January 15, 2020

Estonia’s Partners in the EU Coalition Machinery: Maximising Influence in the EU through Coalition-building

AFP / Petras Malukas

This policy paper examines Estonia’s partners in the European Union with the aim of identifying ways to enhance its influence on policy-making. Effective coalition-building is also important for the EU as a whole, since it can improve the Union’s capacity to take decisions and act.

The paper highlights that:

  • Estonia has a relatively strong position in the EU, considering its small size and limited resources.
  • It is particularly well-connected with the Nordic-Baltic partners and should seek ways to use this grouping more effectively as a means to reach out to larger member states and shape decisions in the Union.
  • The main challenge is to build stronger links with France and Germany, something that has become all the more important due to Brexit. Teaming up with other countries that are better connected to Berlin and Paris, such as Finland, Sweden, the Netherlands and Belgium, is one way to pursue this goal.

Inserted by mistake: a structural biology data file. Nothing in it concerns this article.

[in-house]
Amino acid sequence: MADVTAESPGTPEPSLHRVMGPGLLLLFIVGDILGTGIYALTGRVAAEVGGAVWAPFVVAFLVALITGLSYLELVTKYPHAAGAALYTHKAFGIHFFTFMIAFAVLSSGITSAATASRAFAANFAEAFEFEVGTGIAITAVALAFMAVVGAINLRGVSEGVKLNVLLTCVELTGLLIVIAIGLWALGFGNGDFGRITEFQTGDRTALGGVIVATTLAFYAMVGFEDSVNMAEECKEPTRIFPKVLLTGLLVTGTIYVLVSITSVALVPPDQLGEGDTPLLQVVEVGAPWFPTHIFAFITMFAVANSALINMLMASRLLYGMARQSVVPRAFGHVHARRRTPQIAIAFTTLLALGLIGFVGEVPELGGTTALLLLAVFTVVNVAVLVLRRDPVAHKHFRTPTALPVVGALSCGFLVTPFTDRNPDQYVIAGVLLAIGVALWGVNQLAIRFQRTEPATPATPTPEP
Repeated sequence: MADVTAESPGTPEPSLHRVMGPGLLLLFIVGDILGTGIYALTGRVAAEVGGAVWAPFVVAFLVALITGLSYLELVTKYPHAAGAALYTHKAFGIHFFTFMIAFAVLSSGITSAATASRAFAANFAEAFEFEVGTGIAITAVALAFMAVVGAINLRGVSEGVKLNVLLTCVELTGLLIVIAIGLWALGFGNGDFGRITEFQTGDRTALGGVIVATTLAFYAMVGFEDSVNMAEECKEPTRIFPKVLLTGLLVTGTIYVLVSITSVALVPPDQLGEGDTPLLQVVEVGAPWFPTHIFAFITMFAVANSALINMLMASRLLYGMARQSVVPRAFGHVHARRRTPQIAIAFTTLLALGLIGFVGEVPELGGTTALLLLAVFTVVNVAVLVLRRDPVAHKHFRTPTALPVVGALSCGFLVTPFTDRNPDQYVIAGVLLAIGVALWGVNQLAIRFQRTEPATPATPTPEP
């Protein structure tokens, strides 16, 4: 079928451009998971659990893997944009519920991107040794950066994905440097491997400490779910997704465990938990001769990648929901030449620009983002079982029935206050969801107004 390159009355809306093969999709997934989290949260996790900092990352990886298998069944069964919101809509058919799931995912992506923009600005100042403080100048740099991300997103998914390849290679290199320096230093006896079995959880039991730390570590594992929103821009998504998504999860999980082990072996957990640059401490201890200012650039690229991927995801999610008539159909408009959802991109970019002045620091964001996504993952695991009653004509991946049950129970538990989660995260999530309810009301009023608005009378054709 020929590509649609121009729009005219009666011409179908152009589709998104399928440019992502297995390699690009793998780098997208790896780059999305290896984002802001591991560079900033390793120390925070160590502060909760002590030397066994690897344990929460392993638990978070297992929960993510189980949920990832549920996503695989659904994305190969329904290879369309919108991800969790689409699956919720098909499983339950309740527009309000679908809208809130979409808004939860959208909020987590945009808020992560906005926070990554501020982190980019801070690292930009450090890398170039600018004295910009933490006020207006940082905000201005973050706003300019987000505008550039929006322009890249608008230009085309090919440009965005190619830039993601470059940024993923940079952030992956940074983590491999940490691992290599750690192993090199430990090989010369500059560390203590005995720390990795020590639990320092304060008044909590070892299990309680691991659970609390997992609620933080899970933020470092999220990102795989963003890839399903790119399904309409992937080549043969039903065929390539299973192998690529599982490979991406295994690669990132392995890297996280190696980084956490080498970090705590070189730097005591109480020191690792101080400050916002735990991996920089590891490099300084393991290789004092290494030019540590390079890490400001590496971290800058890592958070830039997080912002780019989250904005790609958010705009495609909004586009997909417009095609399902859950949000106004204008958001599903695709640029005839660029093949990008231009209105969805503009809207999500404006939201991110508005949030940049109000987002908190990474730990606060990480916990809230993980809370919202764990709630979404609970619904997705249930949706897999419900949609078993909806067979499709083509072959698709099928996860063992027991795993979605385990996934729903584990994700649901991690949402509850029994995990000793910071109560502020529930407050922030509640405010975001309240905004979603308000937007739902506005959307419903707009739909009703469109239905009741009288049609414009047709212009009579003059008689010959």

• It is too early to draw conclusions about the impact of the latest change of government in Estonia on the country’s influence and image among partners in the EU. However, the research interviews show some indications of a weakened position.
  • Estonia should avoid losing its reputation as a results-oriented member state that takes into consideration the priorities of others while pursuing its own interests in a constructive manner.

Download and continue reading: Estonia’s Partners in the EU Coalition Machinery: Maximising Influence in the EU through Coalition-building


This paper was written in the framework of the research project “The Impact and Image of Estonian Foreign Policy in the European Union” (in Estonian), commissioned by the Strategy Unit of the Government Office of Estonia and funded by the Operational Programme for Cohesion Policy Funds, 2014-2020, priority axis 12 “Administrative capacity”, action 12.2 “Development of quality of policy-making”. The initiator and partner of the project was the Estonian Ministry of Foreign Affairs.